Vol. 52 No. 4 (2022): Special Issue 52(4) 2022-2023
Special Issue: The Perspectives of Traditionally Underrepresented Students

Lessons from Our Sweetgrass Baskets: A Wholistic Vision of Academic Success for Indigenous Women in Higher Education

Published 2023-03-06


  • Indigenous maternal pedagogies,
  • Indigenous women in higher education,
  • reconciliation education

How to Cite

Brant, J. (2023). Lessons from Our Sweetgrass Baskets: A Wholistic Vision of Academic Success for Indigenous Women in Higher Education. Canadian Journal of Higher Education, 52(4), 27–40. https://doi.org/10.47678/cjhe.vi0.189759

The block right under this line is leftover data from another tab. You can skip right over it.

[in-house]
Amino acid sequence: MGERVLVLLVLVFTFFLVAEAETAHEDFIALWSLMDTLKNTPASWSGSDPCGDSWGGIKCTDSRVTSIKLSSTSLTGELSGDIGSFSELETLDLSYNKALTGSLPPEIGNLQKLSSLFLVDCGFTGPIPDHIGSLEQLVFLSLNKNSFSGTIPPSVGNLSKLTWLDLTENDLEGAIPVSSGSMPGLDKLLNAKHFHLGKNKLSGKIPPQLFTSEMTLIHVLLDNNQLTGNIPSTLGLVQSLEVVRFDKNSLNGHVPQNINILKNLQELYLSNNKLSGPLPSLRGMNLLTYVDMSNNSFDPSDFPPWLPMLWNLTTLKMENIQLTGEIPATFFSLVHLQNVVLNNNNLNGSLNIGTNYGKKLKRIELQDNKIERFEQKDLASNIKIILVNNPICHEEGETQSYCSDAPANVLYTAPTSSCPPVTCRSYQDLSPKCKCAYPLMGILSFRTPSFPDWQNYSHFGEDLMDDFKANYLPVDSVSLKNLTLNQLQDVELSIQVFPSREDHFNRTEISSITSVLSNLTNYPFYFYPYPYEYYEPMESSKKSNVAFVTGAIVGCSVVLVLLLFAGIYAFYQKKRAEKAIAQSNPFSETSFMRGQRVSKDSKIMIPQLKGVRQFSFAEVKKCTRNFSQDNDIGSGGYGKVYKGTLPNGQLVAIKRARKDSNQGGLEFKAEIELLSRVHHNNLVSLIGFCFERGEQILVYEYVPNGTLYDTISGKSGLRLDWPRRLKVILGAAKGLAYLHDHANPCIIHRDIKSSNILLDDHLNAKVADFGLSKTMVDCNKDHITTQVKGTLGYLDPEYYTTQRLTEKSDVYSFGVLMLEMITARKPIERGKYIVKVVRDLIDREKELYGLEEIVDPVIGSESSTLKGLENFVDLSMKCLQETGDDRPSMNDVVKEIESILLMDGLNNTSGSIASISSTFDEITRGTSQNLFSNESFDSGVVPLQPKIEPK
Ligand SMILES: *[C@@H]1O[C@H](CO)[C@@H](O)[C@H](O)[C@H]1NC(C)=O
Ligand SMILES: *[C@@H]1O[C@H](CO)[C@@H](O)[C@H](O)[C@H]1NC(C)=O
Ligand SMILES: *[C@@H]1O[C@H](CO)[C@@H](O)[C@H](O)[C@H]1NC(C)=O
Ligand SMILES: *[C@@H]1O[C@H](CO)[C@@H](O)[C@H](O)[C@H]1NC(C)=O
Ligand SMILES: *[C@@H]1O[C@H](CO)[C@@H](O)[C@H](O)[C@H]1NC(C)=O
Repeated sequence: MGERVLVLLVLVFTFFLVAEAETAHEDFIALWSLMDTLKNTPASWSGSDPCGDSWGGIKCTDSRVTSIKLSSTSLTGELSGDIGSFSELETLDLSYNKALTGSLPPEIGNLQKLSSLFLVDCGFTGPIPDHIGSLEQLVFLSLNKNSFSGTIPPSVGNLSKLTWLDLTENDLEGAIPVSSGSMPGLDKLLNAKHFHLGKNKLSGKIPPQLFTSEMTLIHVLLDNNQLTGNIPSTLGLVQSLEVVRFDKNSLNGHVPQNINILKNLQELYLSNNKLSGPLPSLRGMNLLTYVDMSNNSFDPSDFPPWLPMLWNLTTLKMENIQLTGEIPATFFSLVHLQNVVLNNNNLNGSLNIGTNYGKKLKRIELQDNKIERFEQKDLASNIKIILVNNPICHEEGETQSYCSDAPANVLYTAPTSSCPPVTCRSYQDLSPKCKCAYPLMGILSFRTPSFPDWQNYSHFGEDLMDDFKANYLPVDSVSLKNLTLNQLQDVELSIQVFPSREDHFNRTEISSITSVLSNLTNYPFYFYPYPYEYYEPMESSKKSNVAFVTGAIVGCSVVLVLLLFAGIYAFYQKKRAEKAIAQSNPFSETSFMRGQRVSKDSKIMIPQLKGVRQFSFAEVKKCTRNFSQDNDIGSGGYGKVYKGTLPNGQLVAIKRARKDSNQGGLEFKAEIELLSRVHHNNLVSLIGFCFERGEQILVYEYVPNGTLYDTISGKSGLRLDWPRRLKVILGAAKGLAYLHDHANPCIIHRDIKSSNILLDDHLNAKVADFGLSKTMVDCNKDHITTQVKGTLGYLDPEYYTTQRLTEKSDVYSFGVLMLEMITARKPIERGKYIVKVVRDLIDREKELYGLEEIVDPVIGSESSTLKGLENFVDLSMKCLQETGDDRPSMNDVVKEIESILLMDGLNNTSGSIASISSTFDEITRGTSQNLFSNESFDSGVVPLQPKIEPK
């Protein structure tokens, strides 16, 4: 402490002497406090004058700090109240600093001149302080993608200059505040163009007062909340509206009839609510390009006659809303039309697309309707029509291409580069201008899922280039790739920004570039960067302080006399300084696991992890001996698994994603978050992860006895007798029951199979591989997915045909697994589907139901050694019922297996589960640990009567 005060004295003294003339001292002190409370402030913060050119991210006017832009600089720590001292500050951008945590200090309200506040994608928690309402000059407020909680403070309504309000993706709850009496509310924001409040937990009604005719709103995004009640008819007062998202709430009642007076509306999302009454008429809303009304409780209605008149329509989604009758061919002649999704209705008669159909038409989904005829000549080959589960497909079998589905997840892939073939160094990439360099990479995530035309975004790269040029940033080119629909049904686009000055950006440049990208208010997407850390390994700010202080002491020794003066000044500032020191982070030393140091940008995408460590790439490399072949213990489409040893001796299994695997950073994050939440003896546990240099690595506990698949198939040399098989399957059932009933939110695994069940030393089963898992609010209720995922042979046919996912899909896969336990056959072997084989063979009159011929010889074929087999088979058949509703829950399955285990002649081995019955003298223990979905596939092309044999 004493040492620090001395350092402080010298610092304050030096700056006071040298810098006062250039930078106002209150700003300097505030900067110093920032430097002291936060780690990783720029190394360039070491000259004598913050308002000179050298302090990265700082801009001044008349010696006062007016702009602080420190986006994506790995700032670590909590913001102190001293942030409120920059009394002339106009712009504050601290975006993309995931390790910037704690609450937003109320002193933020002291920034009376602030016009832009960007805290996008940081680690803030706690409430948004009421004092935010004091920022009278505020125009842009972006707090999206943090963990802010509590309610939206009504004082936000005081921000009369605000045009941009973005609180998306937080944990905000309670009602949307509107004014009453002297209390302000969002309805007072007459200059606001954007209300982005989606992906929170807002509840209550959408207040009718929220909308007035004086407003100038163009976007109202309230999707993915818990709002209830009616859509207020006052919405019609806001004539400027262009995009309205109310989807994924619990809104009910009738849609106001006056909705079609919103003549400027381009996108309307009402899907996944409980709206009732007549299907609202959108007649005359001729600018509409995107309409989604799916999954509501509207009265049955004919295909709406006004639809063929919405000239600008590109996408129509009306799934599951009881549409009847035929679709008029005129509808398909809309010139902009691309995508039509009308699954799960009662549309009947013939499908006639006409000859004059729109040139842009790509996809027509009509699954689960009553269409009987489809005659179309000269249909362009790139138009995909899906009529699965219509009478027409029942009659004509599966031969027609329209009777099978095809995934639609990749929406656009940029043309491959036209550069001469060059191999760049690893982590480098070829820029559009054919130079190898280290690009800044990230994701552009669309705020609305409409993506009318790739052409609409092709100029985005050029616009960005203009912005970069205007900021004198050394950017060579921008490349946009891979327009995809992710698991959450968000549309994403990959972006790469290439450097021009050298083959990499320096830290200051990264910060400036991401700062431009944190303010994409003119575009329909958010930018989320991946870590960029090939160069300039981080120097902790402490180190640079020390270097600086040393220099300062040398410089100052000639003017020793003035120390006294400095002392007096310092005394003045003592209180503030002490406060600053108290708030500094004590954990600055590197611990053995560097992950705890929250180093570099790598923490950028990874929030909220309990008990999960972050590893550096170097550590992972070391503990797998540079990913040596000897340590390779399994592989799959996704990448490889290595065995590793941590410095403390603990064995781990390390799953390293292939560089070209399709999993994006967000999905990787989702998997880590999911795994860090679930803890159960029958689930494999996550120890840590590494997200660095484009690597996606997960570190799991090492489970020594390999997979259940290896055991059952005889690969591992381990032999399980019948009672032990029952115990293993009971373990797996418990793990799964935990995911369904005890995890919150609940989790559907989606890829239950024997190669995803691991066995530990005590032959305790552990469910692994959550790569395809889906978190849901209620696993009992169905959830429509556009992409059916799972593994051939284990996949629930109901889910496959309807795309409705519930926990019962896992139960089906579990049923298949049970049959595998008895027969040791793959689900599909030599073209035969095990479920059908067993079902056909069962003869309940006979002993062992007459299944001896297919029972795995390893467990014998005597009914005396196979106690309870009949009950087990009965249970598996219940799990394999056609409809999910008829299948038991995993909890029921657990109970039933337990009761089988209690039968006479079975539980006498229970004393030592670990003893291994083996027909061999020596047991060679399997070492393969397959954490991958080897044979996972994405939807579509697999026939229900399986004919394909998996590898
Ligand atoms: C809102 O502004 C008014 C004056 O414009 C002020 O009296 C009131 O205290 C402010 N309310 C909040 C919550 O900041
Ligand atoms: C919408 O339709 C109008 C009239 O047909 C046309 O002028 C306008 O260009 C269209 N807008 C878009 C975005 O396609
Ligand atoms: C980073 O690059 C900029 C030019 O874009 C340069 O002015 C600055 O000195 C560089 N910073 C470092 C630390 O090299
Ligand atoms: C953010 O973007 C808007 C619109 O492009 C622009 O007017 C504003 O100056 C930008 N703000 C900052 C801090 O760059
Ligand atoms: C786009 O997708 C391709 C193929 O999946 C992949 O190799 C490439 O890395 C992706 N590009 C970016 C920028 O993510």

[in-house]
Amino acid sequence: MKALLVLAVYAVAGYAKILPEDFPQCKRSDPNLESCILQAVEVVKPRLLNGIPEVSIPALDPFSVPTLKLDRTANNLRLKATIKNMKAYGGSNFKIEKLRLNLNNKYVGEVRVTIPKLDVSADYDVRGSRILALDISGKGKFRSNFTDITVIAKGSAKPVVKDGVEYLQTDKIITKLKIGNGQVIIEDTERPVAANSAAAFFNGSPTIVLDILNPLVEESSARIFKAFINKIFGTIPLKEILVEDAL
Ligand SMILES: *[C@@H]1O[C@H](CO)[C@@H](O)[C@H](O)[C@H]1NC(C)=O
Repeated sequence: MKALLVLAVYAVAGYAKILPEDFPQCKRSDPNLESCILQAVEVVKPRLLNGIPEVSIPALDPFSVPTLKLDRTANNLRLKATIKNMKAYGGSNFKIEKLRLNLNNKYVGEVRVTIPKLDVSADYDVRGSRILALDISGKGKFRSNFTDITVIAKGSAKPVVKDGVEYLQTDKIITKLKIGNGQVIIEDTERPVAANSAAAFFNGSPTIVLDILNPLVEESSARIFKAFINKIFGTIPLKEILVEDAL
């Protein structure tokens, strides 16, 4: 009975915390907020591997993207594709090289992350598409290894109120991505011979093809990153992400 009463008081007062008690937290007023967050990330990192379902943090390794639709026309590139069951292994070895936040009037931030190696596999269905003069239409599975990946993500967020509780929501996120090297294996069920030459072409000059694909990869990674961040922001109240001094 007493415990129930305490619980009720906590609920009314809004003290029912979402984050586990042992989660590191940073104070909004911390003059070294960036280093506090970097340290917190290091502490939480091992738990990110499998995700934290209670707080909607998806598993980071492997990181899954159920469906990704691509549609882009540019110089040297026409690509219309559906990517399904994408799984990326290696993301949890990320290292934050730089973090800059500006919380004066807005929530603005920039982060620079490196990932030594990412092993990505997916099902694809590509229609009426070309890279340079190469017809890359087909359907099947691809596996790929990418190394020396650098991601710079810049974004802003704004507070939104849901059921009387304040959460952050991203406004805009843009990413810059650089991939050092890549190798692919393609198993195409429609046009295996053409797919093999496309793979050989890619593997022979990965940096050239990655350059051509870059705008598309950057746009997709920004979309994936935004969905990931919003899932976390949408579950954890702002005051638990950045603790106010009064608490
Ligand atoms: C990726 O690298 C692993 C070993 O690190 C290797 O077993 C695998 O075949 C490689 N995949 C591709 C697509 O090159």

This qualitative inquiry documents the lessons gleaned from my journey toward the praxis of Indigenous Maternal Pedagogies, an Indigenous women-centred teaching and learning engagement, to offer insights for supporting Indigenous women in higher education. Specifically, this article offers an express vision for Indigenous women’s educational access and success in higher education by sharing a collective research story offered by Indigenous women participants who completed one or more of three courses related to Indigenous women’s literatures and Indigenous maternal theory. Each course was delivered through a decolonial feminist lens, comprised of Indigenous curricular content and engaged students in culturally relevant assessment. This work connects Maternal Pedagogies with Indigenous epistemologies that embrace the “whole student” within educational contexts to establish a teaching and learning environment that can speak to the hearts and minds of students. In the spirit of reconciliation, I position this environment as a safe space where students can be their whole authentic selves and where their realities and lived experiences are positioned as strengths and key assets to establishing an ethical space for cross-cultural and anti-racist dialogue. Collectively, the participant narratives offer four key lessons that are integral to reconciliation education more broadly, and I map these lessons as final  recommendations that align with Kirkness and Barnhardt’s timeless work on the “Four Rs” of respect, relevance, reciprocity, and responsibility.


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